Our directory is intended as a resource for people with peanut and nut allergies. It contains foods, helpful products, and much more.
- What is a Peanut Allergy
- Foods to Avoid
- The Allergic Reaction
- Recognizing and Treating Anaphylaxis
- Epinephrine Auto-Injectors
- Medical ID Bracelets
- Support Groups
Peanut Free and Nut Free
Other Food Allergies
Hello, new here
Hi my name is Jeannine, this weekend we had a big scare; I gave my 18 month old son peanut butter for the first time and he had an anaphylactic reaction. I did have the Benedryl all ready before I gave the PB to him and it was a good thing because the reaction came on very fast. Almost immediately he started to itch his eye, I kept watch on him to see if it was an itch or a reaction, after a minute or so he wouldn’t stop rubbing so I looked and saw his eye was red and starting to puff; I gave him the benedryl immediately.
My husband was away on business, I started to panic a little, unsure of what to do and who to call, wondering how serious it was, I got a hold my sister who is a nurse she just told me “call 911” I called and by the time the paramedics arrived the entire right side of his face was swollen. I was definitely panicked and having a hard time thinking clearly and asked the paramedics if I should drive him to the hospital (in my head I couldn’t figure out how they would take him since there were no car seats in an ambulance); they very kindly said “it’s OK we can take him”. On the way to the hospital he became more lethargic and swollen, the paramedic was asking me questions and keeping me focused on him I think so I wouldn’t look at my son. At one point I looked at his little face and he was very swollen, his right eye was swollen shut and even his lips were swollen and purple. They gave him epinephrine in the ambulance. We got to the hospital and pretty much everything was a blur; I was told later that his tongue had also been swollen and that he was having an anaphylactic reaction. The reaction came back 3 or 4 times but thankfully was less severe each time.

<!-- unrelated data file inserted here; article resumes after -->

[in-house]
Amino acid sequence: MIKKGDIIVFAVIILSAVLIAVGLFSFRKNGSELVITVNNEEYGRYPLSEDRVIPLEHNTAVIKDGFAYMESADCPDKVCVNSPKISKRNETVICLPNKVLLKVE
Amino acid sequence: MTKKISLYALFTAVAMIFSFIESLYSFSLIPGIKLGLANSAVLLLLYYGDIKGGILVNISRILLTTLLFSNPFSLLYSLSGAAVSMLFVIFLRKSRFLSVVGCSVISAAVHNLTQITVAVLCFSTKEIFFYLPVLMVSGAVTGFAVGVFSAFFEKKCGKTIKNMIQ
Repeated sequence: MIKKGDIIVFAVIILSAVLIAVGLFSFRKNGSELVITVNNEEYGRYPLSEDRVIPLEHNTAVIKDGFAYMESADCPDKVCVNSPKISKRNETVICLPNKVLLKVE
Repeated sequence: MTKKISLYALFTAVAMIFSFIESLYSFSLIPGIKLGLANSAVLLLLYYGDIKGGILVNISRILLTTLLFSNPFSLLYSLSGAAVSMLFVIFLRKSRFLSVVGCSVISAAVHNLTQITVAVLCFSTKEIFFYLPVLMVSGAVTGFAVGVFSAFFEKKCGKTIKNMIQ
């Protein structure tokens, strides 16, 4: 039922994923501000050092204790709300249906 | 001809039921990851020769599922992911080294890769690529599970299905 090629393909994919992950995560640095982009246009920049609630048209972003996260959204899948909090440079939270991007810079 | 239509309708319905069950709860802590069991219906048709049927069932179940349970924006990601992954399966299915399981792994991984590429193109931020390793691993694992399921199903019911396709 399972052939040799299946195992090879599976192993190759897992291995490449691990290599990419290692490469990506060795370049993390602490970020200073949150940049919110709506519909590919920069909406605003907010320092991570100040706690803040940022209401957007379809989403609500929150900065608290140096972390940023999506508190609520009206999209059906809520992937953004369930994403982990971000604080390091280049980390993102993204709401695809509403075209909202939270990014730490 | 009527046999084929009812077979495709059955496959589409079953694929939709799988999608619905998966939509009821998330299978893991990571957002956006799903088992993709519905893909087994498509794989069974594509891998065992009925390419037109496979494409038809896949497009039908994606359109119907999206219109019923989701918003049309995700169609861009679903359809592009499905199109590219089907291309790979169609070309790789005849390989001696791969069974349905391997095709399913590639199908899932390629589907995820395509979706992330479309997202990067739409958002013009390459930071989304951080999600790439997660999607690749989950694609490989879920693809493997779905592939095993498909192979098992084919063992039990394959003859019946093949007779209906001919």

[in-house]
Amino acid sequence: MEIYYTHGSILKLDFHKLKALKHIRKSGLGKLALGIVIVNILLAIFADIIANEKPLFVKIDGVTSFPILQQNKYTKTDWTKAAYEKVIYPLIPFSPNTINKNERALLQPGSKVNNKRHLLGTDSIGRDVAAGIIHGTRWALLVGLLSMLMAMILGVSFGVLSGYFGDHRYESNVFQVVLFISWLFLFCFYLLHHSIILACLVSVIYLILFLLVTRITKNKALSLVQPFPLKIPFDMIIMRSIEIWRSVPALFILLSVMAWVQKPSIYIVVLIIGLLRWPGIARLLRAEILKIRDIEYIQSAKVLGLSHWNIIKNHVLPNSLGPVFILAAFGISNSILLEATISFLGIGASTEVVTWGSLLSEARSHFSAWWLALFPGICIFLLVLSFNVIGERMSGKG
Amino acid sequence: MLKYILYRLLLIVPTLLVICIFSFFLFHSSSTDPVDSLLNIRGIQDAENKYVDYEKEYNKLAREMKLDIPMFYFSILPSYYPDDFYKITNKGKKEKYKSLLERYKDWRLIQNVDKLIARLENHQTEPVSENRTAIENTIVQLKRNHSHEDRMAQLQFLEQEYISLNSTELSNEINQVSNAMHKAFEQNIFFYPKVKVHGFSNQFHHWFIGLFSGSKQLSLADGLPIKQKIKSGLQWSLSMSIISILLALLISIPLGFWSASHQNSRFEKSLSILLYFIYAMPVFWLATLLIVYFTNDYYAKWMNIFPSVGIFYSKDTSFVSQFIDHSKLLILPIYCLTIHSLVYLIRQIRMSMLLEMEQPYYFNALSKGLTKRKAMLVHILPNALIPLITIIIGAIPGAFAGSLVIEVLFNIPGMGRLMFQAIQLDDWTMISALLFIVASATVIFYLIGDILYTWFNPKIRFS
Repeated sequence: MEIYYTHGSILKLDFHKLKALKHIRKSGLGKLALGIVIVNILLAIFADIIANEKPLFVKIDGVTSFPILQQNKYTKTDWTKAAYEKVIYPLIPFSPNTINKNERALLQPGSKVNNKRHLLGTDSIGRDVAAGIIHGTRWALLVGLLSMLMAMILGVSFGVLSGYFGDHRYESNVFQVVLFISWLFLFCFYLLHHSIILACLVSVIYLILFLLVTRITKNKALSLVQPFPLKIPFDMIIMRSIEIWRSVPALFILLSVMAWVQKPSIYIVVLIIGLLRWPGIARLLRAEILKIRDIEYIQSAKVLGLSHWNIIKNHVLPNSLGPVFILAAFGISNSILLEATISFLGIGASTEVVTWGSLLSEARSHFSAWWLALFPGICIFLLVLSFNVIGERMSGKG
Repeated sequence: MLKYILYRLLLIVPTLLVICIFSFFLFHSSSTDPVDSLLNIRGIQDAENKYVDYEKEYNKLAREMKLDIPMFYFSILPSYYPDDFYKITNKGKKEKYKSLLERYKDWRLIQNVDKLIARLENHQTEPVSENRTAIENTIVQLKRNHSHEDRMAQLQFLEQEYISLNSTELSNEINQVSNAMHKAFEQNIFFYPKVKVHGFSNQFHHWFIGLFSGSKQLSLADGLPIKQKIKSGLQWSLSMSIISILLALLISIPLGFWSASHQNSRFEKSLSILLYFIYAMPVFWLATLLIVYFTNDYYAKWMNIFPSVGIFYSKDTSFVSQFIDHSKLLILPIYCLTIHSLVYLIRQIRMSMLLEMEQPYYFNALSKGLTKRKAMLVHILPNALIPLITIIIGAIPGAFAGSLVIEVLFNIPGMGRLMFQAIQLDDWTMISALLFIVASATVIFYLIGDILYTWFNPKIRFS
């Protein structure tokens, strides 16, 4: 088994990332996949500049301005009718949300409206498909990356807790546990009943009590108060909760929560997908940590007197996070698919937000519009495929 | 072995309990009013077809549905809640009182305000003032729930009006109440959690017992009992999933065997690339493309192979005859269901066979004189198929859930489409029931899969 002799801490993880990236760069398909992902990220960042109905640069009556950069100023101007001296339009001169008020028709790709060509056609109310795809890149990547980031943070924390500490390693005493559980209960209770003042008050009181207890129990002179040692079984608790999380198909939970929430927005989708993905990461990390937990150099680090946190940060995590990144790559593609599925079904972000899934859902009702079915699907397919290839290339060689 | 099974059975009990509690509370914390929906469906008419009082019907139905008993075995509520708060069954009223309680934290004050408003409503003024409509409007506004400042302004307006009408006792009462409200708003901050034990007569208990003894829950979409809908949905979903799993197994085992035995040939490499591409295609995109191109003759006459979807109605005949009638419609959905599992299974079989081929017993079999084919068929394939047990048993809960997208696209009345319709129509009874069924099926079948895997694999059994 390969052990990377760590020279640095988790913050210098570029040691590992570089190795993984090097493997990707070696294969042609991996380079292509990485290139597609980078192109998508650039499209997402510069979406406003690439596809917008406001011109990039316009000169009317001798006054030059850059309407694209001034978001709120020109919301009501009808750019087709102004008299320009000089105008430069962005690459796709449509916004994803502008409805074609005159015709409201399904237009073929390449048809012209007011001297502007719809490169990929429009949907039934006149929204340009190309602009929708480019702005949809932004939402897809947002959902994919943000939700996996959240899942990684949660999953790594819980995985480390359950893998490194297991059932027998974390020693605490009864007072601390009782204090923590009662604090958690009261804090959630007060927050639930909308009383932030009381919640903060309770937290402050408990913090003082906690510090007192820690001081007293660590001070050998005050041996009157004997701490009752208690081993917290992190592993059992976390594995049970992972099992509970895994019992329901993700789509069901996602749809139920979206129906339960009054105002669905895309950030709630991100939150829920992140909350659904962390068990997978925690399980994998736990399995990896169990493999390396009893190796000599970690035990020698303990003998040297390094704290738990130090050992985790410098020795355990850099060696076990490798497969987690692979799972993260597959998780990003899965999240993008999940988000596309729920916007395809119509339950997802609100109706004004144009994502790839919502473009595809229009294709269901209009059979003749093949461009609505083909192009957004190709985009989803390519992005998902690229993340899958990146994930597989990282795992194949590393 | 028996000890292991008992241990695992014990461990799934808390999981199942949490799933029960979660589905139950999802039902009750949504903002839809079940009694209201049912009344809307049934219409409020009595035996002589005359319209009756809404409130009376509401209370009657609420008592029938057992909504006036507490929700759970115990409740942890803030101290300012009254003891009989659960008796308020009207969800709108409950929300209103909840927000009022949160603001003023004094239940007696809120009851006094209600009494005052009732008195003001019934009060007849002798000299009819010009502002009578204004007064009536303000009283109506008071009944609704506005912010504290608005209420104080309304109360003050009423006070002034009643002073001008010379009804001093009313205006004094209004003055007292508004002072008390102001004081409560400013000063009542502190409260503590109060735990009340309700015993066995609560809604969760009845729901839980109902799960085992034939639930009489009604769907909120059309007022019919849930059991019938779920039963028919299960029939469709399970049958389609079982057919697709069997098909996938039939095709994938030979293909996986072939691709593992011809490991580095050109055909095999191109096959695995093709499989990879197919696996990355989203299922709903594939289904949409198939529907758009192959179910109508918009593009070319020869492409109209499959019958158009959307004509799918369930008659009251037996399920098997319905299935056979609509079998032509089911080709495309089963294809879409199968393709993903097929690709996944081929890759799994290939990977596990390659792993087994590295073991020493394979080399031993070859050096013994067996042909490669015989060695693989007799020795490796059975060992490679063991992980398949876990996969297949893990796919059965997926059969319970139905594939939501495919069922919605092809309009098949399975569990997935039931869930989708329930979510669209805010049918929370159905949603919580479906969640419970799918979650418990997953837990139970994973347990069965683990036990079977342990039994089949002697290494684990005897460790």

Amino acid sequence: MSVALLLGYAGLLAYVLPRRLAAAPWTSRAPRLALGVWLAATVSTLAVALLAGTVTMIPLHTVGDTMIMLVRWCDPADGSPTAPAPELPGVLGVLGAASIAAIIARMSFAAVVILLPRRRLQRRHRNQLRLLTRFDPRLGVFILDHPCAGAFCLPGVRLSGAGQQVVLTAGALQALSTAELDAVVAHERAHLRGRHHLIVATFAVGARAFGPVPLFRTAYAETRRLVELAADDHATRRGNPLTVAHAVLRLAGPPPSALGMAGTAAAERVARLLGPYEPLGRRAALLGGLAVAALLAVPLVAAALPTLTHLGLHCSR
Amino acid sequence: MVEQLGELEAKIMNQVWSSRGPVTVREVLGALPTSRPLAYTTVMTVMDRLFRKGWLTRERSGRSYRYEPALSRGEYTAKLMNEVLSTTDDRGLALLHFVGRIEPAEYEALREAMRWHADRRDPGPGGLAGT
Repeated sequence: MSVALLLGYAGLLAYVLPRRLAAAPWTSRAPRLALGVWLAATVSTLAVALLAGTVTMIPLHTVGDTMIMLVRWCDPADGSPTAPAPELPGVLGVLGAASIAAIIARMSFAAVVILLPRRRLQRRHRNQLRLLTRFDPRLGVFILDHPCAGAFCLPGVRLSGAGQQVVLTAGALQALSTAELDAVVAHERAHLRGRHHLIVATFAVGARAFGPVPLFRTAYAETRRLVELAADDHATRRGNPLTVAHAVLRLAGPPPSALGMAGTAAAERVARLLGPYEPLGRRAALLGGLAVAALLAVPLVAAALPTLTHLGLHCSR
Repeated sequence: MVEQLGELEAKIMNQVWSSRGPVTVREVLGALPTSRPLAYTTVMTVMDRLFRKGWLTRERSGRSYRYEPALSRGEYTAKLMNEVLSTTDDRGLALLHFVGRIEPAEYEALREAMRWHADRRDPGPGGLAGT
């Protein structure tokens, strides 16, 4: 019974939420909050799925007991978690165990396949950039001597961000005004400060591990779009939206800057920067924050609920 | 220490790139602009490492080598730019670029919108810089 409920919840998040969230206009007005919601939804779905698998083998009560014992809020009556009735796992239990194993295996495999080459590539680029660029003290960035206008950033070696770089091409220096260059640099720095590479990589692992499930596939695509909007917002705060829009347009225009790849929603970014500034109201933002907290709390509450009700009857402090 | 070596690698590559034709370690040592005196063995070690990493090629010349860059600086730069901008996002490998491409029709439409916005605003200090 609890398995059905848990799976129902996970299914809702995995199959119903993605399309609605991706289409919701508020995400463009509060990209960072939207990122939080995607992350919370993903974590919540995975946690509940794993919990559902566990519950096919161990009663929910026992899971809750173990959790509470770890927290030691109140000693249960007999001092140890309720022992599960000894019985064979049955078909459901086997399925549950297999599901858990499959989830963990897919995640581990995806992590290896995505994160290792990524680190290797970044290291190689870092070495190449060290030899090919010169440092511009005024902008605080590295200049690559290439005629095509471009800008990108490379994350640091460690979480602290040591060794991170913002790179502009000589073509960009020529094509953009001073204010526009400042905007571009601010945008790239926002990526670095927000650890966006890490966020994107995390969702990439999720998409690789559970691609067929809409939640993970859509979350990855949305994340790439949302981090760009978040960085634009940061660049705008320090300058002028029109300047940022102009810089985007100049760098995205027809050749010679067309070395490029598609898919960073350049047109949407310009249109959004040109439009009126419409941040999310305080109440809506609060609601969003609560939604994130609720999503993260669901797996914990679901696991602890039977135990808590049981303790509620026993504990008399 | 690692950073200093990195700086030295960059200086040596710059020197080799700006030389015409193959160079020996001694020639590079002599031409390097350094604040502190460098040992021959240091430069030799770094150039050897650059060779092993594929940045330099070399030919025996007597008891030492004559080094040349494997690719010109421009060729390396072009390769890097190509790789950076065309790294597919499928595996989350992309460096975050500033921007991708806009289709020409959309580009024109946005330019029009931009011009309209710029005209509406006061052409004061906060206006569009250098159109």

We were released from the hospital the following afternoon with an EpiPen, a few scripts and orders to see our pediatrician on Monday. That afternoon everything that happened seemed to hit me at once and I lost it (a few times), I couldn’t get the image of his swollen face out of my head and was terrified of it happening again, I was afraid to put him back in his high chair or to even let him in the kitchen in case I had missed a spot of peanut butter somewhere. I was feeling like it is inevitable that this will happen again and they say subsequent reactions are worse, I just didn't want to see him like that again.
I hate that I can't control his environment, I want to tattoo peanut allergy across his forehead and give everyone he comes in contact with the 3rd degree asking what they have eaten.
It has been two days now and I am feeling a little more calm, we have an appointment with an allergist in two weeks. I am supposed to take him to a children's show and out to lunch with my parents on Friday - I am a little nervous but I also don't want to start sheltering him to the point that he doesn't experience anything. I am going to call the restaurant beforehand to see if they use peanut oil or products and ask the protocol for peanut allergy patrons. Are there places you avoid or take extra precautions at because of the allergy?
Are these reactions a common occurrence? I never want to see my son like that but don't know if it is reasonable to think I can prevent it. I now carry an emergency kit with benedryl, EpiPen and nebulizer at all times. I hope to never need it.
Could a reaction "wake up" other allergies? He hasn't had a problem with tree nuts (I have been giving him nutella since 12 months) but now I am nervous to give it to him.
I'm sorry this has been so long, I think it was a bit of a release from this weekend, man I can't wait for my husband to get home from his business trip!
Thank you for listening,